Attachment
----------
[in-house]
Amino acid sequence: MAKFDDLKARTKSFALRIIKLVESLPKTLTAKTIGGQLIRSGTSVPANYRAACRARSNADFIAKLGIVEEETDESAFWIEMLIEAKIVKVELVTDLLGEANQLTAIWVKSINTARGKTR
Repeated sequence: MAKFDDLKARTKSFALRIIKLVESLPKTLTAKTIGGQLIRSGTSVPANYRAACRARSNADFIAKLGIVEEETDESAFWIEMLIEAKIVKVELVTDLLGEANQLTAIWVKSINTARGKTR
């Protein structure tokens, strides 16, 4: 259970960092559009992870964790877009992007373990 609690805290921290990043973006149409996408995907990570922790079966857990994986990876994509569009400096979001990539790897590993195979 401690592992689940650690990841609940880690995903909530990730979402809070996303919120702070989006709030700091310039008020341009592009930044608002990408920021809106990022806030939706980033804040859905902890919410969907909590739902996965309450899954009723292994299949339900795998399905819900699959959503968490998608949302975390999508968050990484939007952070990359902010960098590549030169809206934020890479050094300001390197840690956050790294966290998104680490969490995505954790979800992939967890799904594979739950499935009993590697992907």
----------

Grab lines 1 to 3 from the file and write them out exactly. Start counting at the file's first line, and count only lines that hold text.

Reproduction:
[in-house]
Amino acid sequence: MAKFDDLKARTKSFALRIIKLVESLPKTLTAKTIGGQLIRSGTSVPANYRAACRARSNADFIAKLGIVEEETDESAFWIEMLIEAKIVKVELVTDLLGEANQLTAIWVKSINTARGKTR
Repeated sequence: MAKFDDLKARTKSFALRIIKLVESLPKTLTAKTIGGQLIRSGTSVPANYRAACRARSNADFIAKLGIVEEETDESAFWIEMLIEAKIVKVELVTDLLGEANQLTAIWVKSINTARGKTR